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Judaism May Be New Wellspring of American Spiritual Vigor, Call of Federal Council Declares

February 11, 1926
See Original Daily Bulletin From This Date

(Jewish Daily Bulletin)

Interesting facts about racial and national groups in this country are presented by the Commission on Race Relations of the Federal Council of Churches of Christ in America in its call for the observance of February 14 as Race Relations Sunday.

Race Relations Sunday, which will be observed for the fourth time this year, has been broadened in its scope by the churches to include not only the problems of the white and black races but also those of the Chinese, Japanese and Mexicans in this country, and good-will between Jews and Christians.

Dealing with relations of Jews and Christians, the call says: “There are in America about three and a half million Jews, or 25 per cent of the Jews of the world. About two-fifths of this number live in New York City.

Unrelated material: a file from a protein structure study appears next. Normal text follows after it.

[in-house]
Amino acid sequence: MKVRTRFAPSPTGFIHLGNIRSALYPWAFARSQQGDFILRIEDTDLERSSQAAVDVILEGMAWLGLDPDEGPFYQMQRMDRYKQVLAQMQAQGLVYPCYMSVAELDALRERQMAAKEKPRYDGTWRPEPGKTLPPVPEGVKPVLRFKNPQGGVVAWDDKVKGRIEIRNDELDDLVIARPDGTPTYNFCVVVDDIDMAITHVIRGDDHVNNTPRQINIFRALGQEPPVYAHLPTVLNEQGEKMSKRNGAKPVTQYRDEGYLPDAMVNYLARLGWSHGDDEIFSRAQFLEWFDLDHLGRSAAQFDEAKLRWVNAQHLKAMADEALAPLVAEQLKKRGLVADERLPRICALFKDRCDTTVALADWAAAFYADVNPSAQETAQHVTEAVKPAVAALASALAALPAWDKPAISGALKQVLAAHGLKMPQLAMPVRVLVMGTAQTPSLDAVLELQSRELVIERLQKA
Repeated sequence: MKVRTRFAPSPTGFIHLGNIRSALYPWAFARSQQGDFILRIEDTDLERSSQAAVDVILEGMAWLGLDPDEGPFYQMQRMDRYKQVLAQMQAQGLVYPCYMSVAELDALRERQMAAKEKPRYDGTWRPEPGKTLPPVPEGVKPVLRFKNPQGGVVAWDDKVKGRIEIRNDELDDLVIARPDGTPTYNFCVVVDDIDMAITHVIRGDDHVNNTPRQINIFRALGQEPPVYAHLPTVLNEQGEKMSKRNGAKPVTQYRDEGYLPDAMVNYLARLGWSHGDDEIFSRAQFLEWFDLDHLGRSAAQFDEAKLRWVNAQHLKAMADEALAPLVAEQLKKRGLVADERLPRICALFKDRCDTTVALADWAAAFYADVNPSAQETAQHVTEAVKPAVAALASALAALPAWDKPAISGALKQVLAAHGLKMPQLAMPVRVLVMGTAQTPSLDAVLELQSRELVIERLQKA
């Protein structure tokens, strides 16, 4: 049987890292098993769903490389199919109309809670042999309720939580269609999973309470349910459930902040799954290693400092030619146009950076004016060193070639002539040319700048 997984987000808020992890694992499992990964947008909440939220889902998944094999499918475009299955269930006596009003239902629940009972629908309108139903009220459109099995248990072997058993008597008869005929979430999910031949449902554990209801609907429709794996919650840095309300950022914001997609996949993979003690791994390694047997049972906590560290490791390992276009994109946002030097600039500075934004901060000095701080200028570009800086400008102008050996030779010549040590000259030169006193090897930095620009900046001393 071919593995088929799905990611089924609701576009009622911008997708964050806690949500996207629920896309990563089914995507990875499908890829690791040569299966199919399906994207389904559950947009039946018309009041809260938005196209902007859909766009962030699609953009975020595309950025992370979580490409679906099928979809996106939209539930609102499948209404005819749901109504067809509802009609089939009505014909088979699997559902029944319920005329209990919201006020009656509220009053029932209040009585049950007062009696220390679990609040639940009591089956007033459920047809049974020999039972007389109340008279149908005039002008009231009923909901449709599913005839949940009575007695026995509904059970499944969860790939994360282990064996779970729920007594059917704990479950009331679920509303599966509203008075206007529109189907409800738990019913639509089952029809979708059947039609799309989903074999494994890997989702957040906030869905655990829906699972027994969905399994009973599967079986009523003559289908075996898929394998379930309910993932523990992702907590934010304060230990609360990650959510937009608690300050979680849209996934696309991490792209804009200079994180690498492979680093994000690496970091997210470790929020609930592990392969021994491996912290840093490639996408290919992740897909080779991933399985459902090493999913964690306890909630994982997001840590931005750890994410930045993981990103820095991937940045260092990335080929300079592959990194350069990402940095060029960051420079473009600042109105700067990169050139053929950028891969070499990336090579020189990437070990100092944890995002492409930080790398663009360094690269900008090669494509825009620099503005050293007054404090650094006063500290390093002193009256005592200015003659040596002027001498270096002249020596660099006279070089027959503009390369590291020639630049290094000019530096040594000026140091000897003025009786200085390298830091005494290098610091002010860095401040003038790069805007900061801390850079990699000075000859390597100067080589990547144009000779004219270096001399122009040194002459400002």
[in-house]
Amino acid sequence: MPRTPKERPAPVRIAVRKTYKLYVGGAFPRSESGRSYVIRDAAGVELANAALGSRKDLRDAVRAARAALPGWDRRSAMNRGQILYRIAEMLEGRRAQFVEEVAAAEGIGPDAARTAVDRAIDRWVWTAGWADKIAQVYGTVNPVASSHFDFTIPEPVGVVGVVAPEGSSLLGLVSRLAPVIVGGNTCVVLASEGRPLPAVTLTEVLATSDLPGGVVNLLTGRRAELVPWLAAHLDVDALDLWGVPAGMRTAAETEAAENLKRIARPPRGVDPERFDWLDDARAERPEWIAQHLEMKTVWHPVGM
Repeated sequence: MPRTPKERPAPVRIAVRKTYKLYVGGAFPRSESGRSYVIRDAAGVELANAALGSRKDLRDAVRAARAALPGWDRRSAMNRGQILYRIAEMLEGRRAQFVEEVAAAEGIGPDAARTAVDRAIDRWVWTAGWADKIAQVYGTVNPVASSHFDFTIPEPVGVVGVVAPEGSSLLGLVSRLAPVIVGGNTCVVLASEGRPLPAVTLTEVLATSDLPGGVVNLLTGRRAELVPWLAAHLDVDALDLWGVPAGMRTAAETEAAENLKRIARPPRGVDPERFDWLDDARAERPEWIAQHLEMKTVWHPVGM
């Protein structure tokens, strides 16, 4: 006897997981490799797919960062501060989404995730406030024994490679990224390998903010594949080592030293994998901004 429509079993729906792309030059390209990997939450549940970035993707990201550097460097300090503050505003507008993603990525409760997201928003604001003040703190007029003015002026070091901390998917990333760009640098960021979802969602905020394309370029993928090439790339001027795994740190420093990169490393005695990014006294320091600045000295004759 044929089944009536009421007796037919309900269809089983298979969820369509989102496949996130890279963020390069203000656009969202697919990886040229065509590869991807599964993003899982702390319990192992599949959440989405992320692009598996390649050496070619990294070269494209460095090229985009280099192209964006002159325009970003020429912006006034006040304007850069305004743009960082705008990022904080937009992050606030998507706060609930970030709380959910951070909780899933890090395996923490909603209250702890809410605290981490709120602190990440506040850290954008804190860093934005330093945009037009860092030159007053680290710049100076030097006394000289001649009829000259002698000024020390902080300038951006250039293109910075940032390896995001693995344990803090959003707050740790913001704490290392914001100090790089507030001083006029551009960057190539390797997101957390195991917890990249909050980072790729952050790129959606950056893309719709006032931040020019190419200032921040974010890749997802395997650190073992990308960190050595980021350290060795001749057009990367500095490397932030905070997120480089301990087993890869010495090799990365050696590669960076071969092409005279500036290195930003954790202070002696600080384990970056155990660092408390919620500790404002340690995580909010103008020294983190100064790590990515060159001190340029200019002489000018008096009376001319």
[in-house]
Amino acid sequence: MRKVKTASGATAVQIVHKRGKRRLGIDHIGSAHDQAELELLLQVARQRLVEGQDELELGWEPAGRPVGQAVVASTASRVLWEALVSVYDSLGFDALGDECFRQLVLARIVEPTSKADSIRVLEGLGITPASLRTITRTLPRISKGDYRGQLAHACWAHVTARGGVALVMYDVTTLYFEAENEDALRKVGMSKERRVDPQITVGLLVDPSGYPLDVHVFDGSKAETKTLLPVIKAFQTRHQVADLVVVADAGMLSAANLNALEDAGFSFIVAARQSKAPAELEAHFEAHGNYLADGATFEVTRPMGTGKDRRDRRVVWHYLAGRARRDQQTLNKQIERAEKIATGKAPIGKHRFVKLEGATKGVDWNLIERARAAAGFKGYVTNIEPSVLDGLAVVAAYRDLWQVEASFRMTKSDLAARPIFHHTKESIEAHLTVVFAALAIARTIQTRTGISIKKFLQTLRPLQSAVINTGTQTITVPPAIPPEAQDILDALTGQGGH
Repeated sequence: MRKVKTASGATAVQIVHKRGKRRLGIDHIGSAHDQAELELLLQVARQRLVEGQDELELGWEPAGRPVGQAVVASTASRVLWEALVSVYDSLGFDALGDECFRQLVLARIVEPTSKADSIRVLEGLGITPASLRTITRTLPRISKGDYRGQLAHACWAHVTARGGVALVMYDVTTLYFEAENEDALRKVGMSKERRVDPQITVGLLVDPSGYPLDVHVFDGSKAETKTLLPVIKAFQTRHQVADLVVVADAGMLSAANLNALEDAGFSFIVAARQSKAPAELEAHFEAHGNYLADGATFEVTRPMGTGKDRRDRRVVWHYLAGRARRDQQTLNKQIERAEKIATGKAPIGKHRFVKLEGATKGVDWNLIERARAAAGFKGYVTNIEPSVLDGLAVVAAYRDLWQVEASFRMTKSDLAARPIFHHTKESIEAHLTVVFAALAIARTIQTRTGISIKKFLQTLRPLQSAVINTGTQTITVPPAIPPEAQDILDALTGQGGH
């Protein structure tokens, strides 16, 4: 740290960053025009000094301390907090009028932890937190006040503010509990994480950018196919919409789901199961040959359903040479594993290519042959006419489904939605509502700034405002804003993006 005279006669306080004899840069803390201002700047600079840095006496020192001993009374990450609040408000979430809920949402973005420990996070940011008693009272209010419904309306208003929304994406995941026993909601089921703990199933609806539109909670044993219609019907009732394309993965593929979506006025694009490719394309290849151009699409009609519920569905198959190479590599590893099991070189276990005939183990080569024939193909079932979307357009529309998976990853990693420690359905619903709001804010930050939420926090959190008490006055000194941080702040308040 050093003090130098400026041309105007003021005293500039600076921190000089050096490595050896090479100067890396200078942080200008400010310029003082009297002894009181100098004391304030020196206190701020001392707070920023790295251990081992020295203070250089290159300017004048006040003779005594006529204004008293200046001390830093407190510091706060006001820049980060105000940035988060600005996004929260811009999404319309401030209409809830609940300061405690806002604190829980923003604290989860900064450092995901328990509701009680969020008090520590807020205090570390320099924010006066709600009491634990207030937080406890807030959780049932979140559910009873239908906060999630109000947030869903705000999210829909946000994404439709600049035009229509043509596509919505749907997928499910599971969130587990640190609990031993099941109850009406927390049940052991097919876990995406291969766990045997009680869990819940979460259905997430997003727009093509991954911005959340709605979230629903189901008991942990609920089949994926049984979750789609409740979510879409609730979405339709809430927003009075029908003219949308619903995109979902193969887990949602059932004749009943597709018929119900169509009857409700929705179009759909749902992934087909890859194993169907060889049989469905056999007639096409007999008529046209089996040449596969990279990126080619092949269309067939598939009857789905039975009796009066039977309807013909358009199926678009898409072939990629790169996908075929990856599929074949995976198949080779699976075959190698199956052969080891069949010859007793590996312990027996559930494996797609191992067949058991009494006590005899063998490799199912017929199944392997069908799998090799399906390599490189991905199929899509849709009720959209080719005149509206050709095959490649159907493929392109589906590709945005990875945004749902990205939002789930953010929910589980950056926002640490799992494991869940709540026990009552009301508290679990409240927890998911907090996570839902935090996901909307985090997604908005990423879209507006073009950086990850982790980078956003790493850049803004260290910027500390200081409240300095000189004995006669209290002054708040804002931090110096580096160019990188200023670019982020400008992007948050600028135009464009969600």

“Judaism is having its first great opportunity in many centuries to develop as a free religion of a free people. It is an unusual opportunity to develop a fraternal relationship and a profitable cooperation with this great group who may well prove to be in this emancipation a new wellspring of American spiritual vigor.

“The Federal Council of the Churches of Christ in America has established a committee officially charged with the nurturing of fraternity between Jew and Christian. The Conference of American Rabbis has done the same.

“Just as persecution of the people of Jesus by the followers of Jesus has been one of the most unnatural human relations in history, today this organized aspiration towards a new fraternity is one of the most dramatic of religious adventures Mankind needs light and the Jew is a great torch bearer. Einstein and Steinmetz, Bergson, Disraeli- so the list has run.

“How can we forget that Israel became the womb out of which were born the two greatest religions of the world? If we listen to the prophetic voices of modern Israel we shall hear them calling us to justice, to the love of mercy and to the practice of walking humbly with God.”

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